I began photographing Stop Six almost a year ago by documenting the closing down of the projects, and like so many of the people who came to Stop Six, I got caught up in the struggle. The pride that the people have in their community and their heritage is strong, as is their grief and pain at the violence that has torn so many of their families apart. It is this complex mixture of pride and pain that I have spent hundreds of hours endeavoring to capture.

Stop Six is changing. The Bricks are all but gone now, empty shells waiting to be bulldozed. In a matter of months, there will be no new project babies to teach the 4900-block handshake to. How much more about Stop Six will change? I wonder as I pack up my camera for the night.

“No matter where I go or how far away I am,” Derrick tells me as we break down my equipment, “my feet always bring me right back here. There’s good people here, working hard against that struggle.”

That, I know, will never change.


  1. Please edit the story to give a little history behind the name “Stop Six” and the location. Also, a little more in depth history on the gangs. Caville Place is Blood territory, but go a little west to Poly and it is Crip territory. You are correct is stating that the gang sets vary by block.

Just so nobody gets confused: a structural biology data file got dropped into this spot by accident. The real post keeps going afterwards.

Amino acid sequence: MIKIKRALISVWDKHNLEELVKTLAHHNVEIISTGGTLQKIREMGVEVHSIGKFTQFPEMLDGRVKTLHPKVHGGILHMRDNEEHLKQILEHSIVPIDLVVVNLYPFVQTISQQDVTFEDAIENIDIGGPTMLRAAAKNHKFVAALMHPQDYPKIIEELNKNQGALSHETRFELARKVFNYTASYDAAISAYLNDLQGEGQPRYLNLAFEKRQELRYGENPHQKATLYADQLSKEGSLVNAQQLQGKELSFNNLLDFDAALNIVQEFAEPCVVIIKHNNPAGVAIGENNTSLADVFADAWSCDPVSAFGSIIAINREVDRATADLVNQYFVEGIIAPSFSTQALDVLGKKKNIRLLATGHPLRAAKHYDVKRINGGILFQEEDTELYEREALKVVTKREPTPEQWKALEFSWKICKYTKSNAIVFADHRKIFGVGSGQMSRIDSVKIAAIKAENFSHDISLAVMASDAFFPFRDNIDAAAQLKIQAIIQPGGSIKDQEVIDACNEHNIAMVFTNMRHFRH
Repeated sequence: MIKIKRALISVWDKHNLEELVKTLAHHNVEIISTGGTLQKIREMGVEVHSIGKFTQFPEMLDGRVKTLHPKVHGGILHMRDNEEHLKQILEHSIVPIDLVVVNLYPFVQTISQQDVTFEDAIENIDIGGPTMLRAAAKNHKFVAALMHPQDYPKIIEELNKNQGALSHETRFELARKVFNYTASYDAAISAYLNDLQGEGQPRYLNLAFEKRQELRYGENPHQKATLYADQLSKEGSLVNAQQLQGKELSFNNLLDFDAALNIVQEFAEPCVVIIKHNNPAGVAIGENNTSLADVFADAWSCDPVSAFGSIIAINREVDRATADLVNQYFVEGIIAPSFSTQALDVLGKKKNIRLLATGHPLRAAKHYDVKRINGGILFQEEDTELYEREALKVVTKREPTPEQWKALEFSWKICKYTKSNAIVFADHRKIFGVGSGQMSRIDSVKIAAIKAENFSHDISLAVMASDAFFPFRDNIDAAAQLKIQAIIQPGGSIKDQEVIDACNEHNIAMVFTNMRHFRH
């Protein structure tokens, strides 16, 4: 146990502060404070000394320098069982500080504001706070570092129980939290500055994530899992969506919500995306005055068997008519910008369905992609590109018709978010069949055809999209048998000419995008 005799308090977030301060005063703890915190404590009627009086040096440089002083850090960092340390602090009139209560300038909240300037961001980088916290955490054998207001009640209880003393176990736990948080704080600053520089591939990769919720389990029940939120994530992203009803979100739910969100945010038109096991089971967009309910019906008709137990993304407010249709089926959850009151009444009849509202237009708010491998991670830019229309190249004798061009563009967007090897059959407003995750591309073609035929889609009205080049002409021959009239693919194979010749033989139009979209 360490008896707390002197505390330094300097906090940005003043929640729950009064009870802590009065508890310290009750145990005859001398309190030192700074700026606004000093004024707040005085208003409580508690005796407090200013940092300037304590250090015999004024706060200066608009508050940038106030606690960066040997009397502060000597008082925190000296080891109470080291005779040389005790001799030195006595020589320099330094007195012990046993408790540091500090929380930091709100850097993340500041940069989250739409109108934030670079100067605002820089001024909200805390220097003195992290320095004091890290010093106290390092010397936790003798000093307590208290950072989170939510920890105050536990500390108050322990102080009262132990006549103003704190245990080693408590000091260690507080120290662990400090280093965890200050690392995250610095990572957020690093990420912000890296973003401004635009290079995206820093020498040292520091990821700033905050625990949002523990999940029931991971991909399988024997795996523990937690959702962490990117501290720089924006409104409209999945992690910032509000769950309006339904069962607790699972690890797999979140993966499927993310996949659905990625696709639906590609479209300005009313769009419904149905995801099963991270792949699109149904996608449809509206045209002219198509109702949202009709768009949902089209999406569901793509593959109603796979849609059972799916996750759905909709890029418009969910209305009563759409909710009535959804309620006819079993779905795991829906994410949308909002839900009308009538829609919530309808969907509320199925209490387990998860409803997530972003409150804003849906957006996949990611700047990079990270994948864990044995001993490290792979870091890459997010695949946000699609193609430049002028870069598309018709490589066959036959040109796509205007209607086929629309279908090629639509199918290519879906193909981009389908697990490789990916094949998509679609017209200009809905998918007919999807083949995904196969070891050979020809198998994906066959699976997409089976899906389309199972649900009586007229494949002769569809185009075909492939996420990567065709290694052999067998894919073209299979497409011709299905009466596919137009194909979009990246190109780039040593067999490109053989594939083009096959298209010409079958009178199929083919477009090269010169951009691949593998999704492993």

How does a real community with history and pride get so depressed and hopeless?

    • I believe growing up in the stop 6 neighborhood is not what ppl make it to be. Yes, there are drugs and violence in every neighborhood. It’s a different story to this community. We are ppl of hope, looking for opportunity to a different way of life. Some of us were misled by the older generation OGs. If painting a pic for our community in a bad way don’t paint at all unless telling the story right. Me myself is a stop 6 Truman street Blood and I do try to make change for our younger generation. I’ve always stood on what was right.

  2. He slanted his article to make stop six look worse. That happens alot in the media. For example the “mothers day massacre ” at village creek park. That park is not located within the stop six neighborhood but an entirely different neighborhood with different gangs. Just Iike you mentioned Poly, a historic neighborhood west of stop six. Well, Eastwood borders Stop Six to the South. But sometimes they get labeled as stop six in media. Caville , a public housing projects at 4900 block of Rosedale st. Is being torn down. That has nothing to do with Truman St. or Village creek park. P.S. “Truman Drive” itself is actually a nice part of the neighborhood with a public park and and community center. But Blood members claim it as Truman Street regardless of the street they grew up on.